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Thursday, March 17, 2011

What makes an athlete?

Have I always been the sort of person who accepts challenges? I'll let those of you who have known me the longest weigh in, but lately I've accepted quite a few.

Kris sent me an email with a link to this Triathlon, and I immediately signed up. Never mind that I have no demonstrable ability to swim well -- I thought I could figure it out in time. A few days later my boss called and asked if I'd like to throw out the first pitch at a UT Baseball game. I'm running the Austin-American Statesman Capital 10k next week because I read about it on Twitter and wondered if I could run over 6 miles, and oh yeah, I accepted a new position at work this year which has proved engrossing, challenging, a lot of work and a ton of fun. So whether it's a new trait or old, this year seems to be my year for trying new things.

The latest gauntlet thrown down was to write here about athleticism. A group of us were out enjoying some Friday evening cocktails recently, the day before the baseball game. One friend was providing reassurances that I would be just fine, I was athletic and I wouldn't make a fool of myself, when another chimed in to say, "She's in shape, but she is NOT athletic." I promptly tweeted her comment, and while we laughed about it (this is the same friend who told me, after I'd lost a few pounds last year, "We didn't realize how bad it had gotten!!" -- thanks, Dawn), her comment made me wonder - what makes a person athletic?

We were talking about it again at dinner the other night (I should say for the record that she's a very good friend), and we looked for the definition of athlete:


I don't know if my traits are natural - but I have certainly acquired them - strength, endurance, and some degree of agility. I've been training in exercises for the past year, and while I may not be gifted, I am certainly a participant. Since I started keeping track in Dailymile in August 2010, I logged 374 miles (running or cycling), an average of 22 miles per week. I've logged close to 200 miles so far this year. I did get that pitch across the plate - albeit a little high and wide - and as it turns out, I can swim 300 meters and run 6 miles and bike for at least 25.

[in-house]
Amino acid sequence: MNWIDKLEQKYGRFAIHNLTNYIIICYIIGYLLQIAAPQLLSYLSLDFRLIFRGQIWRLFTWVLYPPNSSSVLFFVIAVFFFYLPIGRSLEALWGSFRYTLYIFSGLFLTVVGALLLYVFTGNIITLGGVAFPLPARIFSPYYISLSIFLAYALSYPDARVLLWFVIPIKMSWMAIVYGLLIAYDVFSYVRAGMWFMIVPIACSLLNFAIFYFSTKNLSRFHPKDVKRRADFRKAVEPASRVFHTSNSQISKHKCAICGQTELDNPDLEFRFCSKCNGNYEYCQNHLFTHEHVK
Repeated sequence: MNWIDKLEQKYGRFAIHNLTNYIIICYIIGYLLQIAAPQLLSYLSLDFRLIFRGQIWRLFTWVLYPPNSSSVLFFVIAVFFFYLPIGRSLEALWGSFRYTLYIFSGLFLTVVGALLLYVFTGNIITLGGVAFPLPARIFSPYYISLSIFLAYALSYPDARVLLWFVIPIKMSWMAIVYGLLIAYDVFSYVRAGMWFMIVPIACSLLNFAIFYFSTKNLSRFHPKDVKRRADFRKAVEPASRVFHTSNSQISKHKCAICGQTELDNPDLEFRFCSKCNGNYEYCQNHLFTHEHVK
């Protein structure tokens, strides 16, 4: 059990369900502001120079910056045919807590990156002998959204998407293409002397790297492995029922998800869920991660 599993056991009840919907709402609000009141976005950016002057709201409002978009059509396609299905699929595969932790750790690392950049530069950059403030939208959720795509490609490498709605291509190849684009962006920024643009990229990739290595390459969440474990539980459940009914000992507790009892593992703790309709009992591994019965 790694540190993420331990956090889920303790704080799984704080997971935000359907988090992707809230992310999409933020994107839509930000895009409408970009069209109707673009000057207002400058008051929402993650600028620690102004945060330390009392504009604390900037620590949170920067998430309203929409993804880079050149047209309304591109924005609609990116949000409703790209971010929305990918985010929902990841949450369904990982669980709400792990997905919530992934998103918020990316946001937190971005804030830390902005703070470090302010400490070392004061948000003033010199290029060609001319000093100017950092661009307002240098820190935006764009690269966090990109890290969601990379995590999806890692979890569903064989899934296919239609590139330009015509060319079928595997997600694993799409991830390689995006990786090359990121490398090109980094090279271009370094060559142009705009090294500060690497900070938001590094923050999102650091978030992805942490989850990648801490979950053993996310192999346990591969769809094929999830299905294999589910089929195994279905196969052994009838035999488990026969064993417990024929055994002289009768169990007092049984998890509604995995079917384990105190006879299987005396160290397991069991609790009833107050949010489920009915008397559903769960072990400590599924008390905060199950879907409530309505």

I've been a professional slacker for so long - excellent at lounging about, reading, napping, sitting and talking, reading some more - that thinking of myself as an athlete is as foreign to me as it is to, well, to Dawn. Nonetheless, while I won't be breaking any records anytime soon, I think I just might qualify. What do you think?

4 comments:

Jesse said...

You're Definitely a training athlete! Keep it up and enjoy your upcoming events!

How do you feel about athletic competition?

While I find it difficult to call myself an athlete, I do thrive on athletic competition. I find it helps me push myself to further develop my skills and stamina, and it's just so fun!

yogurt said...

Yes to the athletic. I think she is thinking about the limited definition, i.e., one who is good at team sports. I don't know how you fare at sports, but you certainly qualify as an athlete with so many races and running going on. Good luck with the tri-ath. I like to swim but I'm scared of the group swim events. Specifically, the kicks in the head.

Vetmommy said...

Interesting question, because growing up I never thought of myself as athletic, and had bad experiences with team sports in Jr High. Then I few years ago I heard someone describe Moi as "athletic" and I thought, "WHO? Me?!?" But it is nice to think as an adult I became stronger and fitter than I ever was in my teens and 20s, and most of all because I did it for me.

Krispy said...

definitely an athlete. with all the different stuff you are trying, how could you not be?! AND you are game for anything! (like that baseball pitch and doing the swim.)

Sometimes it takes me a minute to remember this "new athletic you." I've had the image of the less athletic version of you in my mind for awhile. Following you on the bike on Monday though -- I think I've got the fit Sinda firmly planted in my brain.